Add to history, not subtract
Regarding Lisa Sorg's call "to dismantle" the area's Confederate soldier monuments and memorials ("these homages to human bondage"), why not instead add markers that place them in historical context, explaining, for example, the Lost Cause-promoting mission of the United Daughters of the Confederacy, an organization that often raised funds to build them? ("A confederacy of dunces," June 24.)
This action would change these slabs of stone from objects praising the Confederacy, which was of course deeply invested in preserving (and expanding) the institution of slavery, to interpretative markers that can help us better understand a painful, racist—but important—history whose legacy persists in the socioeconomic inequalities and pervasive bigotry that plague the ancestors of the people those Confederate soldiers ultimately fought to keep enslaved. If our goal is social change, it is far more useful to confront and try to comprehend these reminders of the troubling Southern past than to obliterate them.
Zachary Lechner, Durham
While reading about Republican leaders in the N.C. Senate plotting to redistribute tax revenues from higher-income counties to lower-income counties, I was stunned to see Sens. Brown and Berger unwittingly expose a core fallacy behind the most fundamental of conservative dogma ... Voodoo ... er, Reaganomics ("The war on cities," June 24).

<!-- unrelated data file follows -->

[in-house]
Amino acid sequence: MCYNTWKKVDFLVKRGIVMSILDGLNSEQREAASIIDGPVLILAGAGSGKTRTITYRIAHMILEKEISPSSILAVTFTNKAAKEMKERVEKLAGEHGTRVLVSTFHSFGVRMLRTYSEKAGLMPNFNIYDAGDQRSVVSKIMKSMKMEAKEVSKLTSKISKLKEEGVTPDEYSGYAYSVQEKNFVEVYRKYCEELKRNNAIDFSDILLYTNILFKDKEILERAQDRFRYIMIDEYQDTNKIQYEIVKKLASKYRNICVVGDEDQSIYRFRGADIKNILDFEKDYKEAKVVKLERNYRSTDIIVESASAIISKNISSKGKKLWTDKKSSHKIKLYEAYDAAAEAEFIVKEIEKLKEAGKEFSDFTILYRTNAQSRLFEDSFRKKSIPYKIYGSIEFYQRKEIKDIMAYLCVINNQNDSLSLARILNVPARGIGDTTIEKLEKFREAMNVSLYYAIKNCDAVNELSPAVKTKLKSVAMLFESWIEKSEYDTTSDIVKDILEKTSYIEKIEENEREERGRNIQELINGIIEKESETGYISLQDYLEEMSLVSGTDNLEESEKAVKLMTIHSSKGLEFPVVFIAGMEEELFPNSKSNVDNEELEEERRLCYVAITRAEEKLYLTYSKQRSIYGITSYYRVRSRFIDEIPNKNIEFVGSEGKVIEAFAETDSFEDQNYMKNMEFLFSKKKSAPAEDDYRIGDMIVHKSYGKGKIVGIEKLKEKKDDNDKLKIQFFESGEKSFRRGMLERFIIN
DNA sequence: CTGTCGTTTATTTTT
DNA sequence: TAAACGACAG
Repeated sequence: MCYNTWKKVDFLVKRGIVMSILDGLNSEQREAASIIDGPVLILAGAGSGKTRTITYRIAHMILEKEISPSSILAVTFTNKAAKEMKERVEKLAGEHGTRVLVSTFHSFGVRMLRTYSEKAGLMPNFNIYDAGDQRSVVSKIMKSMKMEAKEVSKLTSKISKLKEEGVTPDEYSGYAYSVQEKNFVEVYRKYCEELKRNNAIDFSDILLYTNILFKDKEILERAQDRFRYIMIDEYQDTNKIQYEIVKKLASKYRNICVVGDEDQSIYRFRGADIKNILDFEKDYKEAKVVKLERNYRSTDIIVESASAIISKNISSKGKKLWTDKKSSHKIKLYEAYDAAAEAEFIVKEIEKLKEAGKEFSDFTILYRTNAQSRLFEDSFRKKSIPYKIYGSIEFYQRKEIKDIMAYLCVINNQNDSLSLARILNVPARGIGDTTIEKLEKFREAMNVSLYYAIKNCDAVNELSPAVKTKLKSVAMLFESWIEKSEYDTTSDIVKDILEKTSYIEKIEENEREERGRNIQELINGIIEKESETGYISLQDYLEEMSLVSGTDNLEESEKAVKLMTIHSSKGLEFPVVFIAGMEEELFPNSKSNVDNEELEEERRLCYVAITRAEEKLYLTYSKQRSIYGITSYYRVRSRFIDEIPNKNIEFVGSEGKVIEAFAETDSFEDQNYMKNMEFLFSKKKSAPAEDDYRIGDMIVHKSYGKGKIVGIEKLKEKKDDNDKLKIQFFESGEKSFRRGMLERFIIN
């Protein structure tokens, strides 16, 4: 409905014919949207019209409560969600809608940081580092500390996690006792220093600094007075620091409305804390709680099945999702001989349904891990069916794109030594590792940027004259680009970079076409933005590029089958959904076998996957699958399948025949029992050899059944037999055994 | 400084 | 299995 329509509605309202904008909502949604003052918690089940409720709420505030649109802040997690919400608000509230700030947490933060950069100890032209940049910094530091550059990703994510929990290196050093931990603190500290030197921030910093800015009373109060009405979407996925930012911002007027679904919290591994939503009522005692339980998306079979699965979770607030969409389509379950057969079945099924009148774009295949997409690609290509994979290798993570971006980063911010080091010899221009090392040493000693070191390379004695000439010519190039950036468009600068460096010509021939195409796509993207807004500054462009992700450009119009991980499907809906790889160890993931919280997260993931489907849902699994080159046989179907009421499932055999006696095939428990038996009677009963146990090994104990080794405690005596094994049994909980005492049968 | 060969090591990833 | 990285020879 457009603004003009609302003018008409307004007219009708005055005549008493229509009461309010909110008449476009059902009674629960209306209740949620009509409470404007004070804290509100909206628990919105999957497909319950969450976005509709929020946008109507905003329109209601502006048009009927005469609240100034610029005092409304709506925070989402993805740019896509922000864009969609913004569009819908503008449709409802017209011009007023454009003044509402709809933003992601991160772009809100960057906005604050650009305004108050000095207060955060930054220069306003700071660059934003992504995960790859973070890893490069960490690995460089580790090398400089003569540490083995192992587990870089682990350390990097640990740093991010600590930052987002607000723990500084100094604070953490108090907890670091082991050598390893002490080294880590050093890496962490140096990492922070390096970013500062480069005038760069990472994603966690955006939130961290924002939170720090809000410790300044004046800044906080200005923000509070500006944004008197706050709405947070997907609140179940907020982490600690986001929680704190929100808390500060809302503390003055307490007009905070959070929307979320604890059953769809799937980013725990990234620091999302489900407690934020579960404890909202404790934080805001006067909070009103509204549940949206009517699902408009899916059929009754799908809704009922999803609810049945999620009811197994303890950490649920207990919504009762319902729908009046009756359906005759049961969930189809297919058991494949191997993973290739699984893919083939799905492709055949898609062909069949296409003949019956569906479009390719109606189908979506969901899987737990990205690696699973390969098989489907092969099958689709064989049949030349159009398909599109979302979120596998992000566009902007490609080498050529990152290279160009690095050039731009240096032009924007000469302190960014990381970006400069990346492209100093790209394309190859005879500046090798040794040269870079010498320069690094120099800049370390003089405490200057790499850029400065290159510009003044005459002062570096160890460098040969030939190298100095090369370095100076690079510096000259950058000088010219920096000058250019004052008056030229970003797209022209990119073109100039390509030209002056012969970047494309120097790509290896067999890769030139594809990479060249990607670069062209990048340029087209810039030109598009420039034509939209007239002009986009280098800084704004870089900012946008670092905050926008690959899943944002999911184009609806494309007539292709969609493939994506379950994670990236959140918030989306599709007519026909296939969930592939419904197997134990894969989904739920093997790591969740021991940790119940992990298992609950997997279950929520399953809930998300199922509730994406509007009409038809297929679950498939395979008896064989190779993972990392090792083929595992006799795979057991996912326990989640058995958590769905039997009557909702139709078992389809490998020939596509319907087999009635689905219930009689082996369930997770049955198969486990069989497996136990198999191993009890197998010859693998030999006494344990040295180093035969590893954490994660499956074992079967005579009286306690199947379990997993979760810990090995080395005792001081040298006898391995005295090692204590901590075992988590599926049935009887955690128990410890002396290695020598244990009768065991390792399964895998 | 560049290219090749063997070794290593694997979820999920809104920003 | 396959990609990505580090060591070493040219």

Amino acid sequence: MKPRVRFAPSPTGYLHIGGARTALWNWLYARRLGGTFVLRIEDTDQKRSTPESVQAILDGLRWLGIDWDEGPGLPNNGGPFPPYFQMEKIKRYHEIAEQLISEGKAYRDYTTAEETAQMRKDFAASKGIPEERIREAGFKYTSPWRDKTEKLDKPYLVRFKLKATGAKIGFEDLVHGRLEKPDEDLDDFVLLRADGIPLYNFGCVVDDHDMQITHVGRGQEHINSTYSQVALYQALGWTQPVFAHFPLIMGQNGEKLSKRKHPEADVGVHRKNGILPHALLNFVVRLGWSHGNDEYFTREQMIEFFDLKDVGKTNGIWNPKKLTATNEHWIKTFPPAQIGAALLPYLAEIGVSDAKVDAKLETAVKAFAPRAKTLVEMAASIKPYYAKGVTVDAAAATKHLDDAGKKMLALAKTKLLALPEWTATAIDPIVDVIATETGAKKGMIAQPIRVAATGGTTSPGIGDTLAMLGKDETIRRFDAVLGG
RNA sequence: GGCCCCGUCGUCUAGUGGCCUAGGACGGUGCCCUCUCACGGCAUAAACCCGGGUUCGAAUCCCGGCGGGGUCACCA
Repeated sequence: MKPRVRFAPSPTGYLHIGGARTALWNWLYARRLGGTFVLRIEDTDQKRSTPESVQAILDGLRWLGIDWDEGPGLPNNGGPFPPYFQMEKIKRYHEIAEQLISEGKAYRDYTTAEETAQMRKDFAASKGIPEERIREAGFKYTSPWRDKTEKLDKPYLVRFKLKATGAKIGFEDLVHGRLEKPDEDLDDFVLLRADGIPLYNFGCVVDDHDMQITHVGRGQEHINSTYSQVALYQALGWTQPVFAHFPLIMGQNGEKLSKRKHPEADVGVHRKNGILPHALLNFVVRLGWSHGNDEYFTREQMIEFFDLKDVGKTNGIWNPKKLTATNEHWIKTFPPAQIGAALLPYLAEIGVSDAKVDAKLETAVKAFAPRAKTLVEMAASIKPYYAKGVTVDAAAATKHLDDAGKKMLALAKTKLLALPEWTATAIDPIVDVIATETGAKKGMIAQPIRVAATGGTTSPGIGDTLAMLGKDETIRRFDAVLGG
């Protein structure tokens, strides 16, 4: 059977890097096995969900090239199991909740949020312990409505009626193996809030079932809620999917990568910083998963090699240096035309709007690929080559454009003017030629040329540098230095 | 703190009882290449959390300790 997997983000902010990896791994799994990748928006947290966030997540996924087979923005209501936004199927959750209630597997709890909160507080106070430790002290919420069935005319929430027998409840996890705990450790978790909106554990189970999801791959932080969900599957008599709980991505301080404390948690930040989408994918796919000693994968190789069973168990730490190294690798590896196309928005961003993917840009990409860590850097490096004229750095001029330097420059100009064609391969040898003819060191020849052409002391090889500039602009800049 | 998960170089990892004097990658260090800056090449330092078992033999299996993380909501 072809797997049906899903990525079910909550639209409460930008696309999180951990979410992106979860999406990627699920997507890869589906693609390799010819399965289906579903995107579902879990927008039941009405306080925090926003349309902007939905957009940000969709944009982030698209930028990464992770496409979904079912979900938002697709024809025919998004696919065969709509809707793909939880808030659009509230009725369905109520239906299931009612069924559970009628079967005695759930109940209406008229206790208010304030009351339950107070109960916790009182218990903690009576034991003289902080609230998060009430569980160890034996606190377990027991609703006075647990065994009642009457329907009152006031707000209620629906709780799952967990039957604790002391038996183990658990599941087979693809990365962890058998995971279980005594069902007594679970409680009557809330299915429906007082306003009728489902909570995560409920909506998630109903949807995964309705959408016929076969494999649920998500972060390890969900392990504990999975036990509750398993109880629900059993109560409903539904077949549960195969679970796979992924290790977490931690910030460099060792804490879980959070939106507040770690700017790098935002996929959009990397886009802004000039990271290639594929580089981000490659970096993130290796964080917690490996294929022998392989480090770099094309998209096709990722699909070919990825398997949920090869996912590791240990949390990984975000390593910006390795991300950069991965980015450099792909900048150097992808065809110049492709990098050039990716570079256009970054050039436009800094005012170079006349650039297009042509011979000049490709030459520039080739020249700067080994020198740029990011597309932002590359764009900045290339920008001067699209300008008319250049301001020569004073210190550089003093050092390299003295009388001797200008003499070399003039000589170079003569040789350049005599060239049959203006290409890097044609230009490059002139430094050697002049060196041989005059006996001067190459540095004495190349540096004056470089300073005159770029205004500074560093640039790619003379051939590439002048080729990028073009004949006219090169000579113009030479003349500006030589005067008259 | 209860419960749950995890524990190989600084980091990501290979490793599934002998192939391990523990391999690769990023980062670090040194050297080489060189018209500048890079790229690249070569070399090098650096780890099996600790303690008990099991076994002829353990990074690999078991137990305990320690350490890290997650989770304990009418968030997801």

Brown and Berger propose the revenue redistribution plan because the current "distribution policy," wherein local counties keep their local tax revenues, "is creating major obstacles to job creation in rural areas." Through their wealth redistribution plan they seek "to allow all of North Carolina to share in economic prosperity-by giving rural counties a fair shake."
It is only logical to conclude, then, that government spending can create jobs and economic prosperity. And that government does have a role in balancing income distribution. What would Reagan think of this heretical stance? What would Joe the Plumber think? Where is the tea party with their torches and pitchforks?
Senators, I have no idea how you happened to stumble into reality, however briefly, but while you are here I hope you will check out some other reality-based stuff, like climate science, geology, evolution or even just the scientific method. Then report back to your comrades in the General Assembly.
Mark Sullivan, Durham